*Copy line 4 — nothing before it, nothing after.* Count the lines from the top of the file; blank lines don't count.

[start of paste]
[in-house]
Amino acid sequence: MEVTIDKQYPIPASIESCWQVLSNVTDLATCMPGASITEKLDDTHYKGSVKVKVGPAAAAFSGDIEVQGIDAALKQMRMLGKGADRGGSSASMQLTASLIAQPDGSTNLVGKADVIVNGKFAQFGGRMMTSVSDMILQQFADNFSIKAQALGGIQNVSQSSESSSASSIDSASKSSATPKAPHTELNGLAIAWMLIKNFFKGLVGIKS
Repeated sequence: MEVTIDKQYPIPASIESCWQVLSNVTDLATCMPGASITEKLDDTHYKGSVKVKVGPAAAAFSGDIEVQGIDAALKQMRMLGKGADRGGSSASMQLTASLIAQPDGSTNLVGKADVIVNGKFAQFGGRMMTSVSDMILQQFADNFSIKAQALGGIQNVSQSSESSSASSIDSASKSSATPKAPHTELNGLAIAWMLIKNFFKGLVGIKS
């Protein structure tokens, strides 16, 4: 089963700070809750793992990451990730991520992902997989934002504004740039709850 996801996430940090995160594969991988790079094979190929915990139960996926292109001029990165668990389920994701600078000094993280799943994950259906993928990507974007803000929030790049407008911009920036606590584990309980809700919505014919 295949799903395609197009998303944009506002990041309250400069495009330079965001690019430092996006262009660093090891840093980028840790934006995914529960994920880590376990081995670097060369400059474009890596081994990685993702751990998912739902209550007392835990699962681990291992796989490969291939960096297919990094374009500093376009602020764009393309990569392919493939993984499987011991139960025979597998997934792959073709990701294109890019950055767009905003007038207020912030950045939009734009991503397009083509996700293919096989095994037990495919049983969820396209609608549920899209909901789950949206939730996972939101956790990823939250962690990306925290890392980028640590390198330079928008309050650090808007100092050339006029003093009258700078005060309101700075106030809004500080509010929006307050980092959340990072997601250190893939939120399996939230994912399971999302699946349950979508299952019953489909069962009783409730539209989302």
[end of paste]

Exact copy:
């Protein structure tokens, strides 16, 4: 089963700070809750793992990451990730991520992902997989934002504004740039709850 996801996430940090995160594969991988790079094979190929915990139960996926292109001029990165668990389920994701600078000094993280799943994950259906993928990507974007803000929030790049407008911009920036606590584990309980809700919505014919 295949799903395609197009998303944009506002990041309250400069495009330079965001690019430092996006262009660093090891840093980028840790934006995914529960994920880590376990081995670097060369400059474009890596081994990685993702751990998912739902209550007392835990699962681990291992796989490969291939960096297919990094374009500093376009602020764009393309990569392919493939993984499987011991139960025979597998997934792959073709990701294109890019950055767009905003007038207020912030950045939009734009991503397009083509996700293919096989095994037990495919049983969820396209609608549920899209909901789950949206939730996972939101956790990823939250962690990306925290890392980028640590390198330079928008309050650090808007100092050339006029003093009258700078005060309101700075106030809004500080509010929006307050980092959340990072997601250190893939939120399996939230994912399971999302699946349950979508299952019953489909069962009783409730539209989302």